First, a riddle: what’s lower, wages for women in the oil and gas industry, or the industry’s overall profitability? Answer: they’re both rock bottom low.
Indeed, despite all the buzz around sexism in Silicon valley, new PayScale research shows that it is actually the Oil & Gas industry where the largest gender wage gap exists. Looking at the controlled wage gap, women make about seven percent less than men for doing the same job in this industry. This is compared to the smallest controlled gap is in the Educational Services industry, where women earn about half-a-percent less than men on average. The gender disparity doesn’t end with compensation. An Ernst&Young report shows that only 11% of global oil & gas senior executives are women.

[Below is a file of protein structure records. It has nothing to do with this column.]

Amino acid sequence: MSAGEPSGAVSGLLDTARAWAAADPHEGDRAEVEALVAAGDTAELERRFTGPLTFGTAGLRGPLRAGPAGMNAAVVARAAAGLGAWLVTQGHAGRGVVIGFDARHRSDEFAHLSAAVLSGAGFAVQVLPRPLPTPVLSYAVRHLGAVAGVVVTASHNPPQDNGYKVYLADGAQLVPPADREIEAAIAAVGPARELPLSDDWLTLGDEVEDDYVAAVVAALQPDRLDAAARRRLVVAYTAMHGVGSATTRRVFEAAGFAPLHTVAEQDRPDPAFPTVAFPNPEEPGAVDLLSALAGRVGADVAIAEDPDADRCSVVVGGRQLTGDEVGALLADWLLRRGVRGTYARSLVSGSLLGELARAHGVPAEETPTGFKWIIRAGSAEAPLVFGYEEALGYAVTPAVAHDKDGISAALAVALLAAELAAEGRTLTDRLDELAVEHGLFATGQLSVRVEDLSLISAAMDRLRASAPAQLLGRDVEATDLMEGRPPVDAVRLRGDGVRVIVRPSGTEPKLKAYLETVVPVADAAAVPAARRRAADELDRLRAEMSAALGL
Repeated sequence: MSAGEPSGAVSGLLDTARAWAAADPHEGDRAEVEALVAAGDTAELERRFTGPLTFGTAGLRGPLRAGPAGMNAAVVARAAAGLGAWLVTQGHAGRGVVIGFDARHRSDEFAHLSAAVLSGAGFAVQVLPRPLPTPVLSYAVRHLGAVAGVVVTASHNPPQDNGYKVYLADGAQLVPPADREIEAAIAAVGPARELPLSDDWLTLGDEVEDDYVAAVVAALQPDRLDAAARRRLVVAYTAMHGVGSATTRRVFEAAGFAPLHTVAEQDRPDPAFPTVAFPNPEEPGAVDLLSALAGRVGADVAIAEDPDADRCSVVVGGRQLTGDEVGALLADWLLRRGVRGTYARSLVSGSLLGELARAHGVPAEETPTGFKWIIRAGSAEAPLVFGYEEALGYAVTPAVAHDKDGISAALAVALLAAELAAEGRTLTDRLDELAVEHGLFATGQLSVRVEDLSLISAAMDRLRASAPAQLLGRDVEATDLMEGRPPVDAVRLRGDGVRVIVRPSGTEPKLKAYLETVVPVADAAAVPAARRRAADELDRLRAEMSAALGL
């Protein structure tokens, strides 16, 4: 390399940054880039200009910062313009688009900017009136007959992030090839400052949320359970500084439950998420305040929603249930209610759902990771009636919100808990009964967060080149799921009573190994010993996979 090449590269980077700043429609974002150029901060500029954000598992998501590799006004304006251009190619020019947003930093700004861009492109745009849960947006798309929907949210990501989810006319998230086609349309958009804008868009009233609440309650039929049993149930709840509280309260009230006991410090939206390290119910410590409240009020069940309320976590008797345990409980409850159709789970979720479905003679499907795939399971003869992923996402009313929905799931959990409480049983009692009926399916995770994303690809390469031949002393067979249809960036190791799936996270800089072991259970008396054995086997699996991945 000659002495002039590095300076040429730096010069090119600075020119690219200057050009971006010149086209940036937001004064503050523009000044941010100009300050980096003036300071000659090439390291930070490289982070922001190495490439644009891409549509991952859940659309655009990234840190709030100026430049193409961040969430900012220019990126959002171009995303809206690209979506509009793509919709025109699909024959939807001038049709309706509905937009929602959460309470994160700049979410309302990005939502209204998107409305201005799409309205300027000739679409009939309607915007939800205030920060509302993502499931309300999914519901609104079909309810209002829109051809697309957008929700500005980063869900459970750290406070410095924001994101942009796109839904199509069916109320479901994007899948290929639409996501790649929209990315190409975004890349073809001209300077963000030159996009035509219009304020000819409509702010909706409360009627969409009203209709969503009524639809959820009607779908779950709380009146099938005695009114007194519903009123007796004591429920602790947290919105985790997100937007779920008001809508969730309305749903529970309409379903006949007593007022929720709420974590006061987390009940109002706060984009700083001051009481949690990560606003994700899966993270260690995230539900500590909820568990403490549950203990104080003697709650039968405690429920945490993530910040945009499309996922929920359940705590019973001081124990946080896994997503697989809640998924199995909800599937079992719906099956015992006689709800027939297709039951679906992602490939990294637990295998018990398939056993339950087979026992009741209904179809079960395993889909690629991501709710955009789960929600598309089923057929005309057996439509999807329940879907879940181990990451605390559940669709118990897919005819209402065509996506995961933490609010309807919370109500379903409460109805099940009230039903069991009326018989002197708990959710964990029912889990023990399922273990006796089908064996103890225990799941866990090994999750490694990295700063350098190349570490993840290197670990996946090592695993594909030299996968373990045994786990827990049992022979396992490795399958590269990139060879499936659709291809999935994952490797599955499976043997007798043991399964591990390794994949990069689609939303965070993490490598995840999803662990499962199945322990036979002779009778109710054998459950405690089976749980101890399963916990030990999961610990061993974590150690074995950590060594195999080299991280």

Oil Execs: Slumping Profits Could be Boosted by More Women in the Talent Pipeline
The only thing as abysmal as the state of the gender gap in the oil industry is the profitability of the industry itself. According to the Price Waterhouse Cooper 2016 Oil and Gas Trends report, oil prices dropped below US$40 per barrel at the end of 2015, down more than 60 percent from their soaring high in the summer of 2014. The report stated that the economic state of the industry is only expected to worsen in 2016.
Obviously, the gender wage gap isn’t the sole reason for the demise of the oil industry. A glut of supply, concerns about climate change, and a drop in exploration projects are all major factors.
However, when you consider reports like this one from the Peterson Institute for International Economics report which finds that women leaders can add 6% to the bottom line, overlooking equity in women’s wages and leadership opportunities may be an oversight that the oil & gas industry can’t–wait for it–afford.